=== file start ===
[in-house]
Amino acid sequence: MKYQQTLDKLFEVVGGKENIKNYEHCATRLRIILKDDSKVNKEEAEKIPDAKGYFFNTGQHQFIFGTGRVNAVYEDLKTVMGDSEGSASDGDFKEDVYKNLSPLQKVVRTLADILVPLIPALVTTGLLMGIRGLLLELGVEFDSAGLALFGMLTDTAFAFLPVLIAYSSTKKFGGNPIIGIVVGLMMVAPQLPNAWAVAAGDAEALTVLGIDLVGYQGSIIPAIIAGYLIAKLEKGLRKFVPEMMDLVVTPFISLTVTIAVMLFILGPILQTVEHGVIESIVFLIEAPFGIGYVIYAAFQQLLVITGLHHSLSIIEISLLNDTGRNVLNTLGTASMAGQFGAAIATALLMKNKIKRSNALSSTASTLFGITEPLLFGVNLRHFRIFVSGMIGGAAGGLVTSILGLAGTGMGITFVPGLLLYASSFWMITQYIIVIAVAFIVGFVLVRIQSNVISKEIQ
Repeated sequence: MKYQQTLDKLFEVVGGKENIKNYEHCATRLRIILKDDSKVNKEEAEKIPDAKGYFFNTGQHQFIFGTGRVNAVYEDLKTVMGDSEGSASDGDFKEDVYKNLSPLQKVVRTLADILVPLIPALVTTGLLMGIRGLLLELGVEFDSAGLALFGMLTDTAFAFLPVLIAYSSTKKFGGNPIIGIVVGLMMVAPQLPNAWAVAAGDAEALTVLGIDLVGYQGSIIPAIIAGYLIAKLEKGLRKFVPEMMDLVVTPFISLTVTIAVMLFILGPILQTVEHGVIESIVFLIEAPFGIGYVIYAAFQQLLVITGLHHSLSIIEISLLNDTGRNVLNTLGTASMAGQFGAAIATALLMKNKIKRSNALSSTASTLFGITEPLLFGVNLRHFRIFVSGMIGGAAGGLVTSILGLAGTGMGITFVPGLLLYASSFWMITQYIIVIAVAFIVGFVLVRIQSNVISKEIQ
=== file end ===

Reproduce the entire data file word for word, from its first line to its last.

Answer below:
[in-house]
Amino acid sequence: MKYQQTLDKLFEVVGGKENIKNYEHCATRLRIILKDDSKVNKEEAEKIPDAKGYFFNTGQHQFIFGTGRVNAVYEDLKTVMGDSEGSASDGDFKEDVYKNLSPLQKVVRTLADILVPLIPALVTTGLLMGIRGLLLELGVEFDSAGLALFGMLTDTAFAFLPVLIAYSSTKKFGGNPIIGIVVGLMMVAPQLPNAWAVAAGDAEALTVLGIDLVGYQGSIIPAIIAGYLIAKLEKGLRKFVPEMMDLVVTPFISLTVTIAVMLFILGPILQTVEHGVIESIVFLIEAPFGIGYVIYAAFQQLLVITGLHHSLSIIEISLLNDTGRNVLNTLGTASMAGQFGAAIATALLMKNKIKRSNALSSTASTLFGITEPLLFGVNLRHFRIFVSGMIGGAAGGLVTSILGLAGTGMGITFVPGLLLYASSFWMITQYIIVIAVAFIVGFVLVRIQSNVISKEIQ
Repeated sequence: MKYQQTLDKLFEVVGGKENIKNYEHCATRLRIILKDDSKVNKEEAEKIPDAKGYFFNTGQHQFIFGTGRVNAVYEDLKTVMGDSEGSASDGDFKEDVYKNLSPLQKVVRTLADILVPLIPALVTTGLLMGIRGLLLELGVEFDSAGLALFGMLTDTAFAFLPVLIAYSSTKKFGGNPIIGIVVGLMMVAPQLPNAWAVAAGDAEALTVLGIDLVGYQGSIIPAIIAGYLIAKLEKGLRKFVPEMMDLVVTPFISLTVTIAVMLFILGPILQTVEHGVIESIVFLIEAPFGIGYVIYAAFQQLLVITGLHHSLSIIEISLLNDTGRNVLNTLGTASMAGQFGAAIATALLMKNKIKRSNALSSTASTLFGITEPLLFGVNLRHFRIFVSGMIGGAAGGLVTSILGLAGTGMGITFVPGLLLYASSFWMITQYIIVIAVAFIVGFVLVRIQSNVISKEIQ